Forms of intervention

5. The only recent assessment of different forms of intervention was carried out by the National Audit Office which reported in October 2014 [6] and concluded:

· "The Department for Education has not demonstrated the effectiveness of the different interventions it and others make in underperforming maintained schools and academies, despite investing at least £382 million annually"

· "Some academy sponsors are very successful, but the Department does not yet know why others are not. The DfE relies on sponsors to turn around underperforming schools but it does not collect information from sponsors about the type of support they give. "

· "In general, underperforming schools identified by Ofsted improve their performance by their next inspection. Ninety-three per cent of schools rated ‘inadequate’ by Ofsted in 2011/12 had improved by 2013/14. Schools rated ‘satisfactory’ (the rating Ofsted has reclassified as ‘requires improvement’) were less likely to have improved. Only 43% had gained a higher rating by 2013/14."

· As part of our review, we looked for evidence of how formal intervention activity had affected school performance" [7] : the figures provided by the NAO show in 2012/13 that:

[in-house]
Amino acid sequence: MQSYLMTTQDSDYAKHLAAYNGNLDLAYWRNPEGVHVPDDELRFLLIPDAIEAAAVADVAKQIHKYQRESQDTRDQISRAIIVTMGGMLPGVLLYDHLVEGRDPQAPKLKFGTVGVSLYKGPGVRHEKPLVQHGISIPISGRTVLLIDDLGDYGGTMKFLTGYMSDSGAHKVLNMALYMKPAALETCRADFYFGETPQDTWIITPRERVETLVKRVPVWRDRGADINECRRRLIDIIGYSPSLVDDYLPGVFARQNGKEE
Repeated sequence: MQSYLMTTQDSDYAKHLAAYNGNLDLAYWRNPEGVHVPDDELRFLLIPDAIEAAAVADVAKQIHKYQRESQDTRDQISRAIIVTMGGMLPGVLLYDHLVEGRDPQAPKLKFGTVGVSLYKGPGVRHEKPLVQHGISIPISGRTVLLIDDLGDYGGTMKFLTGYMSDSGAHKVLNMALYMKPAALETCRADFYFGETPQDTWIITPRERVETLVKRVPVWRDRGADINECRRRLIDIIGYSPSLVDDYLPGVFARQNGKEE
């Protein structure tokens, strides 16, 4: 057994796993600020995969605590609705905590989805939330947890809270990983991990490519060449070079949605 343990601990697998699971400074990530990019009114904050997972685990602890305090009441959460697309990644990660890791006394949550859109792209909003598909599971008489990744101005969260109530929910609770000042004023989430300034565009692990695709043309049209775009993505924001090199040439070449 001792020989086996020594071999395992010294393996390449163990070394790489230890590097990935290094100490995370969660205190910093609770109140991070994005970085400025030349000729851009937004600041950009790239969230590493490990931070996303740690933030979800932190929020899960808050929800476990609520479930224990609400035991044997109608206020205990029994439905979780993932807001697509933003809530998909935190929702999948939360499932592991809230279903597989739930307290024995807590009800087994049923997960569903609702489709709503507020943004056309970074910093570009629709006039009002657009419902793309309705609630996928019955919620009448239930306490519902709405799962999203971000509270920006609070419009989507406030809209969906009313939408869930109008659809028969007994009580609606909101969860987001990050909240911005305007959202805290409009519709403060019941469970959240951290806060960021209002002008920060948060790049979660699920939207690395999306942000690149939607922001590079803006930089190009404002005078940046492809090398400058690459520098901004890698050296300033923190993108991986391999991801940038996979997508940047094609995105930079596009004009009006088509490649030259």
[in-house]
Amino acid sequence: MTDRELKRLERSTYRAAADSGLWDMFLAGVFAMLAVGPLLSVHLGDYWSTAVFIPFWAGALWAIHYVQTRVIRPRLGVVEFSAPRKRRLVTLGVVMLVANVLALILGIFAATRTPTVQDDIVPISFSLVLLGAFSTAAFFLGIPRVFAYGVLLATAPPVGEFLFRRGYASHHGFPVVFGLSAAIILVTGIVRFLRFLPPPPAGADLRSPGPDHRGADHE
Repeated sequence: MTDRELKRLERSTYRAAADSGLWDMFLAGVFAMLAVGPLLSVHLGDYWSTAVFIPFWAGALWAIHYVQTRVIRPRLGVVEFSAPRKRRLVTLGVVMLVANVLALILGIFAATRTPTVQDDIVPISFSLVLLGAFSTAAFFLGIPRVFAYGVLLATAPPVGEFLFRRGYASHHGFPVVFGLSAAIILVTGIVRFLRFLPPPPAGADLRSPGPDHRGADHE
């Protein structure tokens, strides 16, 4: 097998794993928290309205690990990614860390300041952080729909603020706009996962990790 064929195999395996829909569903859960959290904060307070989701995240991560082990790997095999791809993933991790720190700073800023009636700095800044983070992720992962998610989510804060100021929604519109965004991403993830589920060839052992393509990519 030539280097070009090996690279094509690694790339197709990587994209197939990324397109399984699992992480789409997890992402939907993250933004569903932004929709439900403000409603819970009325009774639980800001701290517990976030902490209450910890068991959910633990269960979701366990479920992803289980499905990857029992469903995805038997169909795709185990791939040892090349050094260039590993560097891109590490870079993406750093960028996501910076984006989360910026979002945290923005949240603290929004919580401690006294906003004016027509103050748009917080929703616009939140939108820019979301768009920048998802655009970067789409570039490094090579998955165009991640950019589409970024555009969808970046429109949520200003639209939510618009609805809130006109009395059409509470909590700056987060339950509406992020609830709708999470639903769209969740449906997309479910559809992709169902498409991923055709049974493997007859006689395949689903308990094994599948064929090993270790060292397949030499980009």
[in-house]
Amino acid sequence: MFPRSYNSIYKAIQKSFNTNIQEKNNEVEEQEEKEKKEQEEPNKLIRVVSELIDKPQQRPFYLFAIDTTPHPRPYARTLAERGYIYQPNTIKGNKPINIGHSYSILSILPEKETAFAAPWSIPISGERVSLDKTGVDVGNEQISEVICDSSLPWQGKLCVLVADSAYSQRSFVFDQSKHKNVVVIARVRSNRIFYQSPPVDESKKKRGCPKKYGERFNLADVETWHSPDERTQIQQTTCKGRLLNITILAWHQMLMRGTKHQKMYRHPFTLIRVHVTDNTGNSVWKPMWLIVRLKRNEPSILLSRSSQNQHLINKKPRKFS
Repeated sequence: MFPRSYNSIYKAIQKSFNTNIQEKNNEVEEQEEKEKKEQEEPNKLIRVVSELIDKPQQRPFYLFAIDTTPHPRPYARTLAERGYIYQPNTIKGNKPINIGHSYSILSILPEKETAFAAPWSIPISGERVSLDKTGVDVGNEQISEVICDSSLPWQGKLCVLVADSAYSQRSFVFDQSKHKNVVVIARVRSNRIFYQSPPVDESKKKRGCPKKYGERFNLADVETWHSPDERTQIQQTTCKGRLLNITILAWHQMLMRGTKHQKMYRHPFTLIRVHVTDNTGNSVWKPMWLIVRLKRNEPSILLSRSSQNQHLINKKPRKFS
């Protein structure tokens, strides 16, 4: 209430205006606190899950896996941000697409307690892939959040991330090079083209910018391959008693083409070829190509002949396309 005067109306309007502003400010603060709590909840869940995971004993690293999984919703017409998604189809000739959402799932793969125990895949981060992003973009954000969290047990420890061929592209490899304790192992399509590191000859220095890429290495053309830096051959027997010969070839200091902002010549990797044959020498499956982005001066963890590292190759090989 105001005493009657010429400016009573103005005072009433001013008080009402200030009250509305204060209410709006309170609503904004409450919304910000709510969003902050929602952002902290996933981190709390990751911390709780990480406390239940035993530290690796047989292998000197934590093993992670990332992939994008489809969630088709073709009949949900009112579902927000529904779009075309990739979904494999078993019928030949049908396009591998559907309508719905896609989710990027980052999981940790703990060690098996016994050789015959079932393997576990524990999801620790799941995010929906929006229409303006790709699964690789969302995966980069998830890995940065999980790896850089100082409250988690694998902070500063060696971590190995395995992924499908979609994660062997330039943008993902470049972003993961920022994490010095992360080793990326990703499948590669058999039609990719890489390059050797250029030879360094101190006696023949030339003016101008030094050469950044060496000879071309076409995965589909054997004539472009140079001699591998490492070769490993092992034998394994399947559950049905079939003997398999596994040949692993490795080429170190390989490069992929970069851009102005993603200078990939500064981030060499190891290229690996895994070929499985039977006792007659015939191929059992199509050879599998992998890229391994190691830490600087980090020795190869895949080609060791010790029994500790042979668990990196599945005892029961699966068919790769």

o Informal measures only: 60% of schools improved their Ofsted rating

o Warning notice as formal intervention: 27% improved their Ofsted rating

o Sponsored academisation as formal intervention: 44% improved their Ofsted rating

o IEB as formal intervention: 72% of schools improved their Ofsted rating.

Although a relatively small number of schools, this preliminary information suggests that an IEB is more likely to improve the school than sponsored academisation.

6. NGA believes that, when used appropriately, the replacement of a failing governing body with an interim executive board (IEB) can be a highly effective method of promoting school improvement. There is very little guidance on how best to set up or conduct an IEB, and NGA has suggested to the DfE that this would be helpful to ensure the best outcomes for pupils. NGA is also gathering intelligence on this subject.